“It just fits my needs better”: autistic students and parents’ experiences of learning from home during the early phase of the COVID-19 pandemic

Melanie Heyworth*, Simon Brett, Jacquiline den Houting, Iliana Magiati, Robyn Steward, Anna Urbanowicz, Marc Stears, Elizabeth Pellicano*

*Corresponding author for this work

Research output: Contribution to journalArticlepeer-review

19 Citations (Scopus)
47 Downloads (Pure)


Background and aims: The COVID-19 pandemic has caused unprecedented disruption to people's lives, especially for families, whose children have been taken out of schools during lockdown restrictions and required to learn from home. Little is known, however, about the perceived impact of the lockdown restrictions on the educational experiences of autistic children and young people – a group whose conventional schooling experiences are already often challenging. In this study, we sought to (1) understand these experiences from the perspectives of autistic young people and their parents, and (2) identify the underlying sources of positive experiences at this challenging time, in order to inform the ways in which autistic children might flourish at school in more normal times. 

Methods: Ninety-one Australian participants, including 16 autistic young people aged 12–18 years, 32 autistic parents and 43 non-autistic parents of autistic young people aged 3–18 years, took part in semi-structured interviews about their experiences of life during the initial phase of the COVID-19 pandemic. The interviews were subjected to reflexive, thematic analysis to identify themes and subthemes for each research question. 

Results: Overall, our participants initially found the transition to learning from home extremely challenging, with parents reporting that the support received from schools was far from adequate. After that initial period of transition, however, many autistic children reported flourishing at home both educationally and personally. For these children and families, we identified three key ingredients essential to this flourishing, including: (i) the importance of connected, trusting relationships (‘people’); (ii) the sensory and social safety of home (‘place’); and (iii) the flexibility to pace and structure learning to suit the individual child (‘time’).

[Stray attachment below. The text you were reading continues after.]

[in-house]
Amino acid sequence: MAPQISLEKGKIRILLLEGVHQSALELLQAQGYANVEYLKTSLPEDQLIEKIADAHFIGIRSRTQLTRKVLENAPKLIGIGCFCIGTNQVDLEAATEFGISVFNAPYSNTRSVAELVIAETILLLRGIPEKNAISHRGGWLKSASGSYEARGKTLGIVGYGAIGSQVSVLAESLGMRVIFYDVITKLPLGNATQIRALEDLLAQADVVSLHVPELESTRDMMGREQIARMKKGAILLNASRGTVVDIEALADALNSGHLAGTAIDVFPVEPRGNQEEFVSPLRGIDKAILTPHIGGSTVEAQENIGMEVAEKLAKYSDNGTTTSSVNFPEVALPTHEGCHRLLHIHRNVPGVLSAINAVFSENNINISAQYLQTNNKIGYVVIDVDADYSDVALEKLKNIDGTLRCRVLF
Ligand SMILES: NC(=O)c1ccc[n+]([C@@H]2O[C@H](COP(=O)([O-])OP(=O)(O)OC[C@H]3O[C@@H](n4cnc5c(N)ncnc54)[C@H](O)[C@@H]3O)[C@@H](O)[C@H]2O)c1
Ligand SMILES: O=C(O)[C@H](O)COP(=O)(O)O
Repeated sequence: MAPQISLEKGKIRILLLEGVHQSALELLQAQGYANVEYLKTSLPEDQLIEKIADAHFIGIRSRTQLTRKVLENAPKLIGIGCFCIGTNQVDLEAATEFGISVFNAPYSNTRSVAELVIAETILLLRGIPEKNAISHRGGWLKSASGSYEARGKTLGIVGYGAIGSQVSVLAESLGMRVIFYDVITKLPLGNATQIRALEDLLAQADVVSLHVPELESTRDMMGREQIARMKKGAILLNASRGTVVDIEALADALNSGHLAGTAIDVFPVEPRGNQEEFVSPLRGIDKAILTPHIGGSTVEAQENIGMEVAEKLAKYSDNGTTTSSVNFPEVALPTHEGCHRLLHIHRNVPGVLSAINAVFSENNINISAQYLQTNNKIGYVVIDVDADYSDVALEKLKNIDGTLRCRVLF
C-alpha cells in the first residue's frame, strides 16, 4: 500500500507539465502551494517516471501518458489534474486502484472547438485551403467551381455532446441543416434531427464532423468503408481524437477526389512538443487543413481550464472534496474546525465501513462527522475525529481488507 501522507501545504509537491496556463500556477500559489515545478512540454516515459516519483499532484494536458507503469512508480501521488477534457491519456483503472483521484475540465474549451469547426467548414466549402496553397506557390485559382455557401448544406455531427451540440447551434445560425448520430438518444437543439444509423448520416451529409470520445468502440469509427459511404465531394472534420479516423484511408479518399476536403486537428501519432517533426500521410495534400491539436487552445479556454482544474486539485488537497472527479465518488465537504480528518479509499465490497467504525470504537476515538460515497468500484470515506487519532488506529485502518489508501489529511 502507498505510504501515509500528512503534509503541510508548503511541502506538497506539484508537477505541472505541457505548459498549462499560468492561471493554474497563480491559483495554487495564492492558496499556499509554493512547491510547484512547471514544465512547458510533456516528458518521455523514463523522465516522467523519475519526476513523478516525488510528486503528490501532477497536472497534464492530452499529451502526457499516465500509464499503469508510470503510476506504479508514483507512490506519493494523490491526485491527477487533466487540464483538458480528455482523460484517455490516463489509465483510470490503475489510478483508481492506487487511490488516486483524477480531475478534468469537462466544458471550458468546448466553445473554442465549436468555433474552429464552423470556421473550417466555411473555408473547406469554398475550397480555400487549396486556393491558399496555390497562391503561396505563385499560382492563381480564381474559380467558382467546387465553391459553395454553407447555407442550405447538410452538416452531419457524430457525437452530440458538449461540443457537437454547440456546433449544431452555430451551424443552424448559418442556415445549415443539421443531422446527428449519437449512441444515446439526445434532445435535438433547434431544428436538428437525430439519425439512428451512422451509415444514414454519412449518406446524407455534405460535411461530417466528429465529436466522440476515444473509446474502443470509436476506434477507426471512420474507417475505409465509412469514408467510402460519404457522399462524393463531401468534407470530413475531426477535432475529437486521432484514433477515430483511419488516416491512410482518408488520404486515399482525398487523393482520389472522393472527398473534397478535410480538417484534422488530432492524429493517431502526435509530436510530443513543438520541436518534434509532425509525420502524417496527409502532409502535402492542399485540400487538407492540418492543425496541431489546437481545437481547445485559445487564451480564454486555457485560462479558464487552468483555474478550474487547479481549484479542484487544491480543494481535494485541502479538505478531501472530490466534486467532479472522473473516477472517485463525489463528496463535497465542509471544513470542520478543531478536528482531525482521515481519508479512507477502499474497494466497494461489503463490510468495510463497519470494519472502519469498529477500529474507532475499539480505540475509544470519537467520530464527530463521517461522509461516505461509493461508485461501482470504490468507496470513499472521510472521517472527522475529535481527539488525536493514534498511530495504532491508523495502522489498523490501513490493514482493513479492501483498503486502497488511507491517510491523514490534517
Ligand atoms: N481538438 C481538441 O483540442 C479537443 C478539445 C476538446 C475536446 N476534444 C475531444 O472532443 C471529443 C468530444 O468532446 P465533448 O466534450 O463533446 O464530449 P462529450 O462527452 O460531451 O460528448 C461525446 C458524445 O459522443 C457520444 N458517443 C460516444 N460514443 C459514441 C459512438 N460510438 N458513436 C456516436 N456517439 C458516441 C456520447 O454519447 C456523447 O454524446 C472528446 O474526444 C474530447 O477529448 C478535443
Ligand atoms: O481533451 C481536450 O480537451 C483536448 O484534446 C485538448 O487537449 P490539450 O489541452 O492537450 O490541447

Conclusions: While the initial COVID-19 lockdown presented many challenges to children learning at home, there were aspects of this otherwise-unsettling situation that enabled children to thrive and from which we can learn for the future. Implications: These findings have important implications for understanding how and when autistic children might thrive in institutional educational settings once the pandemic subsides, focusing on the relationships between teachers and students, the nature of the physical learning environment and the need for greater flexibility in planning the school day.

Original languageEnglish
Pages (from-to)1-20
Number of pages20
JournalAutism and Developmental Language Impairments
Publication statusPublished - Nov 2021

Bibliographical note

Copyright the Author(s) 2021. Version archived for private and non-commercial use with the permission of the author/s and according to publisher conditions. For further rights please contact the publisher.


  • education
  • schools
  • student-teacher relationship
  • inclusion


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